It makes social, environmental and economic sense for most new development to occur in built-up areas, where infrastructure and services are already in place, or can easily be provided, rather than in the countryside. Brownfield development is essential for urban regeneration. Done well, it brings homes, jobs and services closer together, reduces car dependence and enhances communities. However, not all previously developed sites should be considered suitable for development. Land important for wildlife, historically significant or that provides valuable open space should be safeguarded from inappropriate development.

What CPRE wants:

  • A ‘brownfield first, greenfield last’ approach – to protect the countryside and regenerate urban areas.
  • Removal of obstacles to brownfield development - financial support for remediating contaminated land.
  • A plan-led approach which responds to the needs and aspirations of local communities.
  • Better use of existing buildings – reduction of VAT on building repairs, which deters responsible maintenance and favours demolition and development on greenfields over building re-use and refurbishment.
  • Protection for urban open spaces, wildlife habitats and sites of historic importance.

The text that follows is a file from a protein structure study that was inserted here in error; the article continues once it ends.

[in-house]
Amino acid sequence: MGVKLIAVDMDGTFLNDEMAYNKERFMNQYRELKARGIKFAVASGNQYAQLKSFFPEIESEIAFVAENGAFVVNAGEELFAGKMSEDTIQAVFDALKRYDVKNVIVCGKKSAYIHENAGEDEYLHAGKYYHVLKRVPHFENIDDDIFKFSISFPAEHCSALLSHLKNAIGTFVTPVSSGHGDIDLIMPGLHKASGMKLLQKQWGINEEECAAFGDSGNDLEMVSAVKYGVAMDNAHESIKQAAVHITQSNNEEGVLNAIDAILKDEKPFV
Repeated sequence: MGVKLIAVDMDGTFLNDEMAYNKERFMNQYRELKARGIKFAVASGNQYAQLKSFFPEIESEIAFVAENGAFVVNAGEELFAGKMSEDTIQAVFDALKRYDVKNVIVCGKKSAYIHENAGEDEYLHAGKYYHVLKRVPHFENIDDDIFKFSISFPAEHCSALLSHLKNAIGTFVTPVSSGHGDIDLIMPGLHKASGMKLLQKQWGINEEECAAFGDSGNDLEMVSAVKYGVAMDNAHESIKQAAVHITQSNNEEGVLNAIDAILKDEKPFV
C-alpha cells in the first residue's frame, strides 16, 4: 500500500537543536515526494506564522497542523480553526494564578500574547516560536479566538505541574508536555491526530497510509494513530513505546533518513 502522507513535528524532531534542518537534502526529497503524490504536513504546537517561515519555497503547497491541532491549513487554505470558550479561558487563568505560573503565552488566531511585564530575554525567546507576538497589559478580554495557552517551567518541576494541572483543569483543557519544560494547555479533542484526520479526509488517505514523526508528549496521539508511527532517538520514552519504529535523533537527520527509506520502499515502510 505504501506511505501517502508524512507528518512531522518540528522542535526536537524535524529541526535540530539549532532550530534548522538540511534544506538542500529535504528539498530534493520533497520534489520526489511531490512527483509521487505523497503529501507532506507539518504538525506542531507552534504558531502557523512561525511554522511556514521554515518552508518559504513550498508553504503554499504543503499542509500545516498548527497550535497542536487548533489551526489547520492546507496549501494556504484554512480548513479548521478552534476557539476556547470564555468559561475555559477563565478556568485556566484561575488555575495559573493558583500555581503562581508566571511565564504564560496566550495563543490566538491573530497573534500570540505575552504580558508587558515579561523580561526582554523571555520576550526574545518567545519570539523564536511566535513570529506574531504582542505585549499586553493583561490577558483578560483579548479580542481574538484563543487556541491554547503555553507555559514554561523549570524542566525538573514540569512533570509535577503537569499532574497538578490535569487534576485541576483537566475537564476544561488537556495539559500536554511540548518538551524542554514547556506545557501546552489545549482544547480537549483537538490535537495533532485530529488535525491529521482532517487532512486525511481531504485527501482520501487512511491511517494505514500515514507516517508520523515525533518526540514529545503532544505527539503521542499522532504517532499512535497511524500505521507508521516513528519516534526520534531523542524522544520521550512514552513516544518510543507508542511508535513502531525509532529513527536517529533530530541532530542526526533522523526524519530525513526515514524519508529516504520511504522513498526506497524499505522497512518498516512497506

• Local brownfield strategies to tackle brownfield blight, identify opportunities for regeneration and ways to overcome obstacles to brownfield development.
  • A national target of at least 75% of residential development and 85% of commercial development to take place on brownfield sites.

Planning

Good land-use planning is the unsung hero of environmental protection. It can encourage urban regeneration, curb urban sprawl, help slow the growth in road traffic, protect the beauty and tranquillity of the countryside and safeguard wildlife habitats.

Effective planning is more important now than ever before with economic pressures and a growing population leading to more development intruding into the countryside.

Precious Green Belt land is being eaten away despite a Government commitment to protect it. Proposed new legislation concerning the planning for major infrastructure projects presents a serious challenge to the integrity of the planning system.

Find out more

• CPRE's policy on brownfield land 
• Planning resources
• Planning campaign briefings